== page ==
Both Bluetooth and Wi-Fi are built-in for connection to your smartphone. The usual options are available; you can use your phone either as a simple remote release via Bluetooth, or a comprehensive remote control over Wi-Fi. Then you can copy images back to your phone for sharing. Fujifilm’s famously attractive JPEGs are great for using directly, but there’s also a built-in raw converter that allows you to adjust the settings, if you’d prefer a different look.

Fujifilm GFX100 II in-hand

The GFX100 II is a relatively large and weighty camera, but still handles well. Credit: Amateur Photographer

Fujifilm GFX100 II key features:

  • Modular design: The viewfinder is removeable, while a vertical battery grip, cooling fan, and EVF tilt adapter are optional extras.
  • Storage: This is the first GFX model with a CFexpress Type B card slot, alongside UHS-II SD. The card can be used simultaneously, sequentially, or with different file types recorded to each. Files can also be recorded to a USB-C SSD.
  • Battery: Fujifilm’s standard NP-W235 battery is rated for 540 shots per charge, and can be recharged via the USB-C port.
  • Connectors: On the left side you’ll find USB-C, full-size HDMI, and microphone/remote release ports, while a headphone socket is on the handgrip. There are also RC sync flash and RJ45 ethernet connectors.
  • Status screen: The huge top panel shows detailed settings information, including the current functions of the three buttons behind the shutter release. It can also show a live histogram and a virtual ISO/shutter speed dials display.
  • GF lenses: Fujifilm offers 12 primes, 5 zooms, and a 1.4x teleconverter, together covering a 20mm – 350mm range (16mm – 280mm equivalent). This includes two specialist tilt-shift optics, a 30mm wideangle and a 110mm macro.
Fujifilm GF 110mm F5.6 TS Macro on GFX00, showing tilt and shift movements

Fujifilm GF 110mm F5.6 TS Macro on GFX100 II, showing tilt and shift movements. Credit: Andy Westlake

Fujifilm GFX100 II: Build and Handling

In terms of design, the GFX100 II resembles a beefed-up GFX100S. However, it boasts similar modularity to the original GFX 50. The viewfinder can be removed if you don’t need it, while an optional adapter can be added to allow it to tilt through 90°. An add-on vertical grip is available that perfectly replicates the main shooting controls and holds two extra batteries. The camera is also compatible with Fujifilm’s bolt-on fan unit (as used by the X-H2, X-H2S and X-S20) for extended video recording times.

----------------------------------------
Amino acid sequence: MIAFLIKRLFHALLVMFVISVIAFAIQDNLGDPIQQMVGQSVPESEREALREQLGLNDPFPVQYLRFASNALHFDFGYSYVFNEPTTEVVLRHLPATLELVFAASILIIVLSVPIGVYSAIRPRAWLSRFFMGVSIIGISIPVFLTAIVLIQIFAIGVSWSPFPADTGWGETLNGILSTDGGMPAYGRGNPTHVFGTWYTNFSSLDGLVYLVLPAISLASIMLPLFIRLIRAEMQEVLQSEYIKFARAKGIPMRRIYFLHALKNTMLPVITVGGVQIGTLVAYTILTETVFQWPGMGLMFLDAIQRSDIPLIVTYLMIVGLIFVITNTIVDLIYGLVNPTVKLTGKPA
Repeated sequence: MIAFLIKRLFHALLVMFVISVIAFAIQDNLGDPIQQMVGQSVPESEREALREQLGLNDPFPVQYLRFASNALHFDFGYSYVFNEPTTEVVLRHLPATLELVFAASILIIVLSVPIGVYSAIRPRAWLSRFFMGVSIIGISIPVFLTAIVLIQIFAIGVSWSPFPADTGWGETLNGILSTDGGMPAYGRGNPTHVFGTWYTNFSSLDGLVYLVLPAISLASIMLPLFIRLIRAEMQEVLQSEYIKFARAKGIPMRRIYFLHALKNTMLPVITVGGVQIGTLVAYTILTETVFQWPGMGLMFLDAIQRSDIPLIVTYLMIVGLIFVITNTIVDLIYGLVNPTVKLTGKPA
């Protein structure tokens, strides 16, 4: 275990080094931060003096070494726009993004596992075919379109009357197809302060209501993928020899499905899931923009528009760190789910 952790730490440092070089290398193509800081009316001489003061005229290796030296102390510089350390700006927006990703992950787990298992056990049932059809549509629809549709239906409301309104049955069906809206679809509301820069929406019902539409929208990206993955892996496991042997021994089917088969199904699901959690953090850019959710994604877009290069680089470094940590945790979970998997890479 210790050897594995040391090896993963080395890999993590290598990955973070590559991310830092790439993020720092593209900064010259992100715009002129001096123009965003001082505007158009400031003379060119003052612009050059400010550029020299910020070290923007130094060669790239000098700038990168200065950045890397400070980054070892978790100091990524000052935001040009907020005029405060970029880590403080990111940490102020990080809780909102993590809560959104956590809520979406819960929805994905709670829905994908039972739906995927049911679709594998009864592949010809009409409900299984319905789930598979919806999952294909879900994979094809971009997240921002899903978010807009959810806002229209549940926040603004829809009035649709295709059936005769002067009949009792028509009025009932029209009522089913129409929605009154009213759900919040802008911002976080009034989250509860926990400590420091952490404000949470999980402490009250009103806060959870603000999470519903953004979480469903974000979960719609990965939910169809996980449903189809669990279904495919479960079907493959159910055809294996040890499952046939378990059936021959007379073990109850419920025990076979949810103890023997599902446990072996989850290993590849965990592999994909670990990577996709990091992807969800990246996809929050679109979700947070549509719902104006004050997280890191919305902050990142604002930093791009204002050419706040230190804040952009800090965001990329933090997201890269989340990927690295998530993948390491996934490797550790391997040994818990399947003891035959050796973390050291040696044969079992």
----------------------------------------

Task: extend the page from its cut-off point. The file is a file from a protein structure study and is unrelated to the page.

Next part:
Fujifilm GFX100 II with viewfinder removed

The sensational 9.44m-dot, 1.0x viewfinder is removable. Credit: Andy Westlake

Note, though, that while the viewfinders for the GFX 50, GFX100, and GFX100 II are all physically interchangeable, they won’t work on the ‘wrong’ cameras.

There’s no getting away from the fact that the GFX100 II is a hefty beast, measuring 152.4 x 117.4 x 98.6 mm and weighing in at 1030g with the viewfinder in place. Fujifilm’s GF lenses are, inevitably, pretty sizeable too; for this review I used the 32-64mm F4 standard zoom, 55mm F1.7 standard prime, and 100-200mm F5.6 telezoom, which gave a total kit weight of 3.7kg. This is just the price you pay for the medium-format image quality. Thankfully the firm makes a few smaller, lighter lenses too for when you need to travel light, just with relatively small maximum apertures.

Fujifilm GFX100 II with 32-64mm f/4, 100-200mm f/5.6, and 55mm f/1.7 lenses

Fujifilm GFX100 II with 32-64mm f/4, 100-200mm f/5.6, and 55mm f/1.7 lenses. Credit: Andy Westlake

In your hand the body feels very secure, thanks to the large, deep grip. It also exudes an impression of being extremely robust. The controls are all decently large and well-spaced, which means they’re reasonably easy to use with winter gloves. This is crucial for a camera that aims to appeal to photographers shooting outdoors on location.

The control layout is based on the GFX100S, with a conventional exposure mode dial and two electronic dials for changing exposure settings. But in comparison, the GFX100 II gains a set of three customisable function buttons behind the shutter release, whose current functions are shown on the large top-plate status display. By default, the rightmost is used to set exposure compensation, while the other two switch face detection and subject selection on and off.

Fujifilm GFX100 II top view

There are three unmarked function buttons behind the shutter release, whose functions are shown on the top-plate LCD. Credit: Andy Westlake

The front dial is used to control the aperture and ISO: clicking it inwards toggles between the two. However, as most GF lenses have aperture rings, you can generally leave it set to ISO. Meanwhile the rear dial changes the shutter speed, while clicking it inwards engages magnified view for checking focus.

This arrangement works well enough, but as the controls are highly customisable, you can easily reconfigure the camera to suit your preferences. Personally, I preferred swapping focus check onto the Fn3 button, and then setting the rear dial so that clicking it in toggled between shutter speed and exposure compensation.

Fujifilm GFX100 II back view

From the back the GFX100 II resembles the GFX100S, but with a beefed up, more purposeful design. Credit: Andy Westlake

On the back, there’s a small switch to change focus mode (single, continuous and manual), with an AF-ON button alongside. Below that, there’s a joystick that’s used to set the focus area, navigate the menu, and change settings. A small Q button on the thumb hook brings up a control panel for secondary settings. Two more custom buttons are found on the front, which are set to toggle the level display on and off, and cycle though the various performance boost modes.